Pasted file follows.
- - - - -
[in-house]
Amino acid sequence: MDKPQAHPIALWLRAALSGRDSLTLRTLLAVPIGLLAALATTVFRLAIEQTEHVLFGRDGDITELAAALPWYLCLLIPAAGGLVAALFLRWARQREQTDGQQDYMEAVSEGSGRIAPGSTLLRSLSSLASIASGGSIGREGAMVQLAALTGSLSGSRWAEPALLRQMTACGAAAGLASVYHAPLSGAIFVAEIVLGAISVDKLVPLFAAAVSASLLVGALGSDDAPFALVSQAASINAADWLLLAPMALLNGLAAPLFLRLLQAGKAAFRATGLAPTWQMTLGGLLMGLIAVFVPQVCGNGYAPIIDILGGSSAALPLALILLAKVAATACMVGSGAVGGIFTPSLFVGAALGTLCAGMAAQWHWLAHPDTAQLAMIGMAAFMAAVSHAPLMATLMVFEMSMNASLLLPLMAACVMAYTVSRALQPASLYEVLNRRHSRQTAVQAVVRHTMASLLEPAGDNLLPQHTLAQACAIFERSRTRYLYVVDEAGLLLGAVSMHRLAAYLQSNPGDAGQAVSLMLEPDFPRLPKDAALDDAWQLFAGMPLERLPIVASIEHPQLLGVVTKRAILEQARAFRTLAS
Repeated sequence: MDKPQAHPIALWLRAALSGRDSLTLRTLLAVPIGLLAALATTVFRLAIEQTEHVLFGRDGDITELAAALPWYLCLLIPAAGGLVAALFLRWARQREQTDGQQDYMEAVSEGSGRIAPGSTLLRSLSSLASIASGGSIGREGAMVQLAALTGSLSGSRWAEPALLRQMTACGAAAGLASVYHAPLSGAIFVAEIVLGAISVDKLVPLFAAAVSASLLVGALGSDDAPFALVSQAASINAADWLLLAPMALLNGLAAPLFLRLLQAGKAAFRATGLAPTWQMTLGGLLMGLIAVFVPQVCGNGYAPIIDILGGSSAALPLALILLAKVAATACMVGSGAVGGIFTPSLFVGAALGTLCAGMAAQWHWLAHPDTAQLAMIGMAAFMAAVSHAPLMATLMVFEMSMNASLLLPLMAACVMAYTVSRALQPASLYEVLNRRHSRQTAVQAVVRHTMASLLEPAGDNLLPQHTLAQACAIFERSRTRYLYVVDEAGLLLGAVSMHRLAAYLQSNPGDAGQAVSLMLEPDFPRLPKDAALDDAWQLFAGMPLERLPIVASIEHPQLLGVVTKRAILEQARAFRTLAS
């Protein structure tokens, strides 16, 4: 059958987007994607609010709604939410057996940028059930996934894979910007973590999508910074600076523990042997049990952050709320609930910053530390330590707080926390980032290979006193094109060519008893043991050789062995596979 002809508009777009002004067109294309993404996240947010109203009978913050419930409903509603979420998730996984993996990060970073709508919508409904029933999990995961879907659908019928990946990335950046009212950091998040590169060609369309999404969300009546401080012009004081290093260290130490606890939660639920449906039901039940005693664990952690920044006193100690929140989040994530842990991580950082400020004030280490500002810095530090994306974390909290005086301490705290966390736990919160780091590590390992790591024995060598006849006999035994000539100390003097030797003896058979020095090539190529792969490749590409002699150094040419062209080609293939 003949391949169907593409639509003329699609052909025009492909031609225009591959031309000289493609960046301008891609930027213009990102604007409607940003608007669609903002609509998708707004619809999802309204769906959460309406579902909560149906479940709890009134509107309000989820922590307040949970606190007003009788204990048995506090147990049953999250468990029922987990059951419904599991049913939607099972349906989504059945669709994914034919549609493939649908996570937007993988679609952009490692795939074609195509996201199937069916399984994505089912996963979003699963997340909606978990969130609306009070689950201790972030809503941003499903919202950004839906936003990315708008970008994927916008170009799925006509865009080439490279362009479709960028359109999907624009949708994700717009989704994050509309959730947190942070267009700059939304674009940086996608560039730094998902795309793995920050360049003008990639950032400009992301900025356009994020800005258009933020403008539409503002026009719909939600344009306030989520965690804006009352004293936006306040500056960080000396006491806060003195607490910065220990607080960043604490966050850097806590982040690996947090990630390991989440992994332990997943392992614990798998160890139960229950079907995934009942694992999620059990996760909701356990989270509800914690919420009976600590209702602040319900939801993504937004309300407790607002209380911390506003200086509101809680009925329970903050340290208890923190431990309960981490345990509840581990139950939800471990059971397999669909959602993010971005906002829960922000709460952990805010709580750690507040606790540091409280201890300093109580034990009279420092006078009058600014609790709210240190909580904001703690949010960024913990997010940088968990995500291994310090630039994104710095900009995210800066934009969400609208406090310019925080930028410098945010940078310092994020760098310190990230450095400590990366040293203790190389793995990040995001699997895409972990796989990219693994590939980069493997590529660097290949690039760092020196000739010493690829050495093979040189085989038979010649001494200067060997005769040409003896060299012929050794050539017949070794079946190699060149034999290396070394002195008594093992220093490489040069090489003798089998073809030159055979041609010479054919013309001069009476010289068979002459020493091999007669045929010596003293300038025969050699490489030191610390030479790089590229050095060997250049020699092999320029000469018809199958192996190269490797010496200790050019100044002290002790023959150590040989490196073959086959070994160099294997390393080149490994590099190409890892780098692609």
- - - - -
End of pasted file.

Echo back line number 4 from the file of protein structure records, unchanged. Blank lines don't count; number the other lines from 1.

């Protein structure tokens, strides 16, 4: 059958987007994607609010709604939410057996940028059930996934894979910007973590999508910074600076523990042997049990952050709320609930910053530390330590707080926390980032290979006193094109060519008893043991050789062995596979 002809508009777009002004067109294309993404996240947010109203009978913050419930409903509603979420998730996984993996990060970073709508919508409904029933999990995961879907659908019928990946990335950046009212950091998040590169060609369309999404969300009546401080012009004081290093260290130490606890939660639920449906039901039940005693664990952690920044006193100690929140989040994530842990991580950082400020004030280490500002810095530090994306974390909290005086301490705290966390736990919160780091590590390992790591024995060598006849006999035994000539100390003097030797003896058979020095090539190529792969490749590409002699150094040419062209080609293939 003949391949169907593409639509003329699609052909025009492909031609225009591959031309000289493609960046301008891609930027213009990102604007409607940003608007669609903002609509998708707004619809999802309204769906959460309406579902909560149906479940709890009134509107309000989820922590307040949970606190007003009788204990048995506090147990049953999250468990029922987990059951419904599991049913939607099972349906989504059945669709994914034919549609493939649908996570937007993988679609952009490692795939074609195509996201199937069916399984994505089912996963979003699963997340909606978990969130609306009070689950201790972030809503941003499903919202950004839906936003990315708008970008994927916008170009799925006509865009080439490279362009479709960028359109999907624009949708994700717009989704994050509309959730947190942070267009700059939304674009940086996608560039730094998902795309793995920050360049003008990639950032400009992301900025356009994020800005258009933020403008539409503002026009719909939600344009306030989520965690804006009352004293936006306040500056960080000396006491806060003195607490910065220990607080960043604490966050850097806590982040690996947090990630390991989440992994332990997943392992614990798998160890139960229950079907995934009942694992999620059990996760909701356990989270509800914690919420009976600590209702602040319900939801993504937004309300407790607002209380911390506003200086509101809680009925329970903050340290208890923190431990309960981490345990509840581990139950939800471990059971397999669909959602993010971005906002829960922000709460952990805010709580750690507040606790540091409280201890300093109580034990009279420092006078009058600014609790709210240190909580904001703690949010960024913990997010940088968990995500291994310090630039994104710095900009995210800066934009969400609208406090310019925080930028410098945010940078310092994020760098310190990230450095400590990366040293203790190389793995990040995001699997895409972990796989990219693994590939980069493997590529660097290949690039760092020196000739010493690829050495093979040189085989038979010649001494200067060997005769040409003896060299012929050794050539017949070794079946190699060149034999290396070394002195008594093992220093490489040069090489003798089998073809030159055979041609010479054919013309001069009476010289068979002459020493091999007669045929010596003293300038025969050699490489030191610390030479790089590229050095060997250049020699092999320029000469018809199958192996190269490797010496200790050019100044002290002790023959150590040989490196073959086959070994160099294997390393080149490994590099190409890892780098692609």